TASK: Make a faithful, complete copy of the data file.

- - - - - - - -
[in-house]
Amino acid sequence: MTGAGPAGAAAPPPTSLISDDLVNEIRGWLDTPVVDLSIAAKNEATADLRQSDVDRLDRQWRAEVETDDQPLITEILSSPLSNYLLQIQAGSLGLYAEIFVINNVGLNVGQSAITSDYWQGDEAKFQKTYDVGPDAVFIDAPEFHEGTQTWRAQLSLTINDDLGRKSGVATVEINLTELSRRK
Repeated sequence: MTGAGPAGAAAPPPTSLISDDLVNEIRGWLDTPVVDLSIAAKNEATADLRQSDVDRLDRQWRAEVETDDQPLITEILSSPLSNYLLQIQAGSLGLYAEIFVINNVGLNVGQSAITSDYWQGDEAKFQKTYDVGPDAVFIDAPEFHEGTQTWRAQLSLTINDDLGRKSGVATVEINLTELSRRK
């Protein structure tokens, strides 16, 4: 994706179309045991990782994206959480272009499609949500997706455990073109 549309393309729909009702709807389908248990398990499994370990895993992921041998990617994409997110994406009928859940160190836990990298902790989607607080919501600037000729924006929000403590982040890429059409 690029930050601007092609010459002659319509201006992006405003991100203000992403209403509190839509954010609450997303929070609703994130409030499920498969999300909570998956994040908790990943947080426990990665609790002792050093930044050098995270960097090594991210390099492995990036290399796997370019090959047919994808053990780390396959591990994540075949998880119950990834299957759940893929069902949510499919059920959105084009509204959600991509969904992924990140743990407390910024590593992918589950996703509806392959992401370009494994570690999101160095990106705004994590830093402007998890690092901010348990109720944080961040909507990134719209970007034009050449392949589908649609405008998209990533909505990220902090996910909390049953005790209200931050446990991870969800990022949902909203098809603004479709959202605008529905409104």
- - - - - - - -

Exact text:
[in-house]
Amino acid sequence: MTGAGPAGAAAPPPTSLISDDLVNEIRGWLDTPVVDLSIAAKNEATADLRQSDVDRLDRQWRAEVETDDQPLITEILSSPLSNYLLQIQAGSLGLYAEIFVINNVGLNVGQSAITSDYWQGDEAKFQKTYDVGPDAVFIDAPEFHEGTQTWRAQLSLTINDDLGRKSGVATVEINLTELSRRK
Repeated sequence: MTGAGPAGAAAPPPTSLISDDLVNEIRGWLDTPVVDLSIAAKNEATADLRQSDVDRLDRQWRAEVETDDQPLITEILSSPLSNYLLQIQAGSLGLYAEIFVINNVGLNVGQSAITSDYWQGDEAKFQKTYDVGPDAVFIDAPEFHEGTQTWRAQLSLTINDDLGRKSGVATVEINLTELSRRK
């Protein structure tokens, strides 16, 4: 994706179309045991990782994206959480272009499609949500997706455990073109 549309393309729909009702709807389908248990398990499994370990895993992921041998990617994409997110994406009928859940160190836990990298902790989607607080919501600037000729924006929000403590982040890429059409 690029930050601007092609010459002659319509201006992006405003991100203000992403209403509190839509954010609450997303929070609703994130409030499920498969999300909570998956994040908790990943947080426990990665609790002792050093930044050098995270960097090594991210390099492995990036290399796997370019090959047919994808053990780390396959591990994540075949998880119950990834299957759940893929069902949510499919059920959105084009509204959600991509969904992924990140743990407390910024590593992918589950996703509806392959992401370009494994570690999101160095990106705004994590830093402007998890690092901010348990109720944080961040909507990134719209970007034009050449392949589908649609405008998209990533909505990220902090996910909390049953005790209200931050446990991870969800990022949902909203098809603004479709959202605008529905409104």